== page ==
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Health and Life Style.


Veterans and Veterans Families Counselling Service (VVCS) can be reached 24 hours a day across Australia

for crisis support and free and confidential counselling. Phone 1800 011 046.

VVCS is a service founded by Vietnam veterans.


Mozzy Bites.


Mosquito bites are the itchy bumps that appear after mosquitoes use their mouthparts to puncture your skin and feed on your blood. The bump usually clears up on its own in a few days but occasionally a mosquito bite can cause a large area of swelling, soreness and redness. This type of reaction, most common in children, is sometimes referred to as skeeter syndrome. Bites from Infected mosquitoes in many parts of the world can carry certain viruses or parasites and cause severe illness such as West Nile virus, yellow fever, malaria, dengue fever and some types of brain infection (encephalitis).


Mosquito bites are caused by female mosquitoes feeding on your blood. Female mosquitoes have a mouthpart made to pierce skin and siphon off blood. Males lack this blood-sucking ability because they don't produce eggs and so have no need for the protein in blood. As a biting mosquito fills itself with your blood, it injects saliva into your skin. Proteins in the saliva trigger a mild immune system reaction that results in the characteristic itching and bump.


Mosquitoes select their victims by evaluating scent, exhaled carbon dioxide and the chemicals in a person's sweat which is why some people are more prone to being bitten than others.


For many of us, mozzie bites are an unavoidable part of life if we want the luxury of having our balcony door open on a summer’s night or sips at six around the barby. But apart from not scratching them, what’s the most effective way of minimising the itch? The key is in how our immune system responds to a mosquito bite in the first place. When you’re bitten, a mosquito will use its sharp, tubular proboscis to deliver saliva that’s full of anticoagulants to the blood, which thins it out for quick and easy siphoning. As researchers discovered back in 2012, these mouthparts are so small, they actually pierce individual blood cells and suck them dry.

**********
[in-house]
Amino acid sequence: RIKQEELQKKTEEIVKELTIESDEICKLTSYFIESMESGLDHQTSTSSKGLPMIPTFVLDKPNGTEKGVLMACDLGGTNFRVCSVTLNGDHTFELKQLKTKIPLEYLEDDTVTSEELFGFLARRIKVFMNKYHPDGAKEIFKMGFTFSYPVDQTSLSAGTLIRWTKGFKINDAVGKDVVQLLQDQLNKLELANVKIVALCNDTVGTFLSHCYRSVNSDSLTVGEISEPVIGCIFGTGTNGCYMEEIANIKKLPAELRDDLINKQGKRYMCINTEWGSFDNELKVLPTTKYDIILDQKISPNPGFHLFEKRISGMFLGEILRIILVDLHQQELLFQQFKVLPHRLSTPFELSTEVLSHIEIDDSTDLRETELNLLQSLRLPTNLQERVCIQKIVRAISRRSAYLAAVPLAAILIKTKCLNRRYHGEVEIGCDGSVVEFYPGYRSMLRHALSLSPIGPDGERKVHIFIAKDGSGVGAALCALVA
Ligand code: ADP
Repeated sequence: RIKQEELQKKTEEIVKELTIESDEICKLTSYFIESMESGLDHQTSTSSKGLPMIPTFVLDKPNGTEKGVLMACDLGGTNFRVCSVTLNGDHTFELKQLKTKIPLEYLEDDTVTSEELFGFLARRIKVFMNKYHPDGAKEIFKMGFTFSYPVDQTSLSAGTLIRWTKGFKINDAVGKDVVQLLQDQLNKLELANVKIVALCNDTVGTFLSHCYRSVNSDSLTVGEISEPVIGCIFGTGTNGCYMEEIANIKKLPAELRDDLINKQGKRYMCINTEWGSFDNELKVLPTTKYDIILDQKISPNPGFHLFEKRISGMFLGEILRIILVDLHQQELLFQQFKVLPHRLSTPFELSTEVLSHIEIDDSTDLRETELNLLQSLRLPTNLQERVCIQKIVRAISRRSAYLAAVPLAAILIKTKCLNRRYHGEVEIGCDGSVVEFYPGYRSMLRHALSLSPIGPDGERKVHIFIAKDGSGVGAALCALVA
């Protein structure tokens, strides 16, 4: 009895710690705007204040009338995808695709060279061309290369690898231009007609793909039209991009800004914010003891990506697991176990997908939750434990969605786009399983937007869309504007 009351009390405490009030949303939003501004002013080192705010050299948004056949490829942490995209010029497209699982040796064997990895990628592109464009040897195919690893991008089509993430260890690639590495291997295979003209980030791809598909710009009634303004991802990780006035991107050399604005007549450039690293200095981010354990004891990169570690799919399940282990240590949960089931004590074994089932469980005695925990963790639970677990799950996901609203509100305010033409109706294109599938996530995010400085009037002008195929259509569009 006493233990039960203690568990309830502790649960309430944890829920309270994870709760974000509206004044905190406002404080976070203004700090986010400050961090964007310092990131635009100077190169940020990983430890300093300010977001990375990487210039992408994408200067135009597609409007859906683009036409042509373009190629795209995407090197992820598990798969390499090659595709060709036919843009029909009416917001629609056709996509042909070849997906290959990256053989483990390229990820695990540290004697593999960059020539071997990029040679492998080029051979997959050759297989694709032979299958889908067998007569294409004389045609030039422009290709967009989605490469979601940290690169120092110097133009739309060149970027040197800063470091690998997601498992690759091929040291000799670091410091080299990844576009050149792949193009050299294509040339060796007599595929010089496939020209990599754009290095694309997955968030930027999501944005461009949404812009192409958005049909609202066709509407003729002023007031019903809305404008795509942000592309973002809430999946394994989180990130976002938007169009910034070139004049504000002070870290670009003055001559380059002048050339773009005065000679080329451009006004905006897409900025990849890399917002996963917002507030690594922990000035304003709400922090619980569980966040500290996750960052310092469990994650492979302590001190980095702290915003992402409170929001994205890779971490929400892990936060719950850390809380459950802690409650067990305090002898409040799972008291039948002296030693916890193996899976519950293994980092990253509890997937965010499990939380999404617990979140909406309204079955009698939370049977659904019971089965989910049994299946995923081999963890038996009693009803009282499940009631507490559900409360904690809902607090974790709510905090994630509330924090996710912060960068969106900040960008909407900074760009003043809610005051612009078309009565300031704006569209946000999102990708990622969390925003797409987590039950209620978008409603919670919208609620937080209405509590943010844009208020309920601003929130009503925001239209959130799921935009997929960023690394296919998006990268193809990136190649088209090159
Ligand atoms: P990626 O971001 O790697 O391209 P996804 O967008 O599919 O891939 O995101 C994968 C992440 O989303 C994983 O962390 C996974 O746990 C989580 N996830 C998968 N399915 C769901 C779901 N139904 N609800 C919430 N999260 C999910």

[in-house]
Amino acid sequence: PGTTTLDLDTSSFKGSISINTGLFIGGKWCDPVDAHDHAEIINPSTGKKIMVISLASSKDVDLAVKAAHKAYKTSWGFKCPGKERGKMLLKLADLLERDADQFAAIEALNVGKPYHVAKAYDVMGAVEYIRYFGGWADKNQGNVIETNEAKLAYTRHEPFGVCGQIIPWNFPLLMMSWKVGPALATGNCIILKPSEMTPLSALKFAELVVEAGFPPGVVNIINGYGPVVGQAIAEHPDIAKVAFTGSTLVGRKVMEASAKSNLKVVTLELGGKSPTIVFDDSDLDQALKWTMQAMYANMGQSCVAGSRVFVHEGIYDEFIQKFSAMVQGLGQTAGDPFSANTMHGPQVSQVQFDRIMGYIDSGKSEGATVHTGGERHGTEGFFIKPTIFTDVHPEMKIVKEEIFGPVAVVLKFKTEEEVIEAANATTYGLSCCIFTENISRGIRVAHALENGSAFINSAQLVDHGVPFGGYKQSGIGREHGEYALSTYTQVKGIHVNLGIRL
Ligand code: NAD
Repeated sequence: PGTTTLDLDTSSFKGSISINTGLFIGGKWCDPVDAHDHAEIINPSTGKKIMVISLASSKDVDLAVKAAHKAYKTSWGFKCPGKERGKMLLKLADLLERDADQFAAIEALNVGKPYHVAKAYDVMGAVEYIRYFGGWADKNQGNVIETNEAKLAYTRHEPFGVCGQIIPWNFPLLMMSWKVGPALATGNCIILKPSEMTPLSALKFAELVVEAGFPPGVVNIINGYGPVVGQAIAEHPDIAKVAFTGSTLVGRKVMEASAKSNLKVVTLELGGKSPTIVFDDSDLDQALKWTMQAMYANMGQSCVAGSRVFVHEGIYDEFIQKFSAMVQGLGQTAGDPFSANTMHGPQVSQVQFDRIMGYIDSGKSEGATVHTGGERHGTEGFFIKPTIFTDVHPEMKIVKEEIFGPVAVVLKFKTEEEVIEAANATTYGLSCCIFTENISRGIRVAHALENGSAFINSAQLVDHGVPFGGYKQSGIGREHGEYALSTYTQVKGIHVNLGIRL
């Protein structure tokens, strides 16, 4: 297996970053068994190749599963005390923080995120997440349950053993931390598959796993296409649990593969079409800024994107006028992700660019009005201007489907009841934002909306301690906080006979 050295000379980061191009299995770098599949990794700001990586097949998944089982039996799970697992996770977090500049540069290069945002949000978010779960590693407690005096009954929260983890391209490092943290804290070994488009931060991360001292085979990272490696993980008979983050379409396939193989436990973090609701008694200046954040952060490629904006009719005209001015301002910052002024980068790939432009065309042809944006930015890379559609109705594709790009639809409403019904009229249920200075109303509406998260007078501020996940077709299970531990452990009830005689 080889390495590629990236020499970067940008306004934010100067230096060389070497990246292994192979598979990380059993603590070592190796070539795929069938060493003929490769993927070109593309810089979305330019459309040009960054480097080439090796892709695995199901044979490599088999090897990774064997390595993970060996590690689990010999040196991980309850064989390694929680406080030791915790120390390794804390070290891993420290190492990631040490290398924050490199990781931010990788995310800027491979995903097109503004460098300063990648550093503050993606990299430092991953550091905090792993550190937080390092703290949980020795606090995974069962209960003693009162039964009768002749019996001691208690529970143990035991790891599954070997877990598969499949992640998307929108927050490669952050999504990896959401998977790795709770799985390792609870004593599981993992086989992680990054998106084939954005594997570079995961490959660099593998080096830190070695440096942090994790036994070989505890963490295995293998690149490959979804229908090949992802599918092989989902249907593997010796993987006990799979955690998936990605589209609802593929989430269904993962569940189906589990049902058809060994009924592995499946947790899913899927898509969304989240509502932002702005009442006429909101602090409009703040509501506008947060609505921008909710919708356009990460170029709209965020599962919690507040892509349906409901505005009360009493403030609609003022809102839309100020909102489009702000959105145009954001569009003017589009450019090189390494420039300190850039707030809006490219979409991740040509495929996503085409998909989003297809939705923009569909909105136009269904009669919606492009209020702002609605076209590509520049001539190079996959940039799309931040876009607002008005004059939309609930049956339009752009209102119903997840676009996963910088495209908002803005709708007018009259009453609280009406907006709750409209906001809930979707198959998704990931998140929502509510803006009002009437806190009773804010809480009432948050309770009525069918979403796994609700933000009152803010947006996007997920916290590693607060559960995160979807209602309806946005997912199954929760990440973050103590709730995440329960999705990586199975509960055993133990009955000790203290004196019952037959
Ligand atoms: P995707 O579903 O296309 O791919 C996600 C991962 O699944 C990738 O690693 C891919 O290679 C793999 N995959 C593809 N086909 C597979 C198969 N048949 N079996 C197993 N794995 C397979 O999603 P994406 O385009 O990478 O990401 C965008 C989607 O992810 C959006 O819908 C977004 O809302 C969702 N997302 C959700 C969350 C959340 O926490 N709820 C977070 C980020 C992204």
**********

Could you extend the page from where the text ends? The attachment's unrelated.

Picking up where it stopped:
The first ever time you get bitten by a mosquito you won’t feel a thing because your immune system hasn’t had a chance to develop a coordinated response. But once it does, it will know to deliver an unrelenting burst of histamines to the dried-up, shrunken blood cells, and these are what turns the bite wound into a red, swollen, and itchy disaster area. This is one of those cases where your immune system ends up causing more harm than good, so the best solution to combat a histamine-related itch is to douse it in antihistamines. Benadryl and calamine lotion are good. Calamine lotion and both Benadryl cream and the pills can be found over the counter and are pretty inexpensive. Benadryl pills can even be taken as a precaution beforehand, to deal with the inflammation as soon as you are bitten.


While antihistamines are the most widely accepted treatment for mosquito bites, there have been questions over just how effective they are. In 2012, a study published in the US Drug and Therapeutics Bulletin reviewed the available evidence for how over-the-counter treatments dealt with the itch of bug bites, and found "little direct evidence for the efficacy of treatments for simple insect bites, and, in general, recommendations for treatment are based on expert opinion and clinical experience." They added that with ointments containing antiseptics, antihistamines, or numbing agents such as lidocaine and benzocaine only appeared to help "sometimes". That said, "sometimes" is better than nothing, the researchers concluded, and having reviewed all available options, came to this recommendation:


"For mild local reactions, the area should be cleaned and a cold compress applied. Oral analgesics can be given for pain, and a mild corticosteroid cream (such as Daktozin) applied to reduce inflammation and itching. Large local reactions can be treated with an oral antihistamine. Non-sedating antihistamines are preferred during the day, but a sedating antihistamine can be of use at night if sleep is disturbed. Antibacterial treatment is not required for simple insect bites, but secondary infections should be treated with an oral antibacterial agent in accordance with local guidelines."


Click the pic below to see the rather confronting footage of a mosquito's flexible proboscis probing a blood cell.